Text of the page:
Initiative 960 would cost taxpayers millions

Threat Analysis

The state Office of Financial Management has released a statement analyzing the potential financial impacts of I-960. It’s not pretty:

Initiative 960 would result in added costs to prepare ten-year cost projections for proposed state tax and fee increases, to notify legislators and the public about proposed revenue legislation, and to conduct advisory votes on tax increases approved by the Legislature. Costs are estimated to be up to $1.8 million a year, including $1.2 million for local election expenses. Local government pays election costs in even-numbered years. The state pays a pro-rated share in odd-numbered years. Actual election costs for any particular year will depend on the number of tax measures referred to an advisory vote.

Most of the money is for election related expenses (remember, elections cost money) to handle the nonbinding, useless advisory votes that I-960 would implement, if it takes effect.

An advisory vote, a new form of referendum, would be automatically triggered when a tax increase is passed into law by a two thirds supermajority (the high bar stipulated by I-960). Both the advisory vote gimmick, which is meant to give voters the false impression that their taxes are skyrocketing, and the two thirds limits run afoul of the state Constitution.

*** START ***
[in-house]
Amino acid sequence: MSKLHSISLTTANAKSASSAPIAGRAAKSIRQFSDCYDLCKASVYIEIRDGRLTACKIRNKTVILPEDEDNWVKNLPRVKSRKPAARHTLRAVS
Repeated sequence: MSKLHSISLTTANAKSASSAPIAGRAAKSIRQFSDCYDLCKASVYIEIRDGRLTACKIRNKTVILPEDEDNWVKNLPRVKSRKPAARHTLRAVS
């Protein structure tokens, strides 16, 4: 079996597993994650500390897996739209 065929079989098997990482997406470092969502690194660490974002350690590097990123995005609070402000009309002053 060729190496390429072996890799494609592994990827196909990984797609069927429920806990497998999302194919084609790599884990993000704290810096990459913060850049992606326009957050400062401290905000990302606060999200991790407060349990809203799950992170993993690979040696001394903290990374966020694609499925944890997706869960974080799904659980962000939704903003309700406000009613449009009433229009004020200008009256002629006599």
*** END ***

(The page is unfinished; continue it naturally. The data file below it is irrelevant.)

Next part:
The state Supreme Court will hear oral argument in the legal challenge to strike I-960 from the statewide ballot next week.

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Washington Budget & Policy Center releases analysis of Initiative 960
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Initiative 900 rears its ugly head

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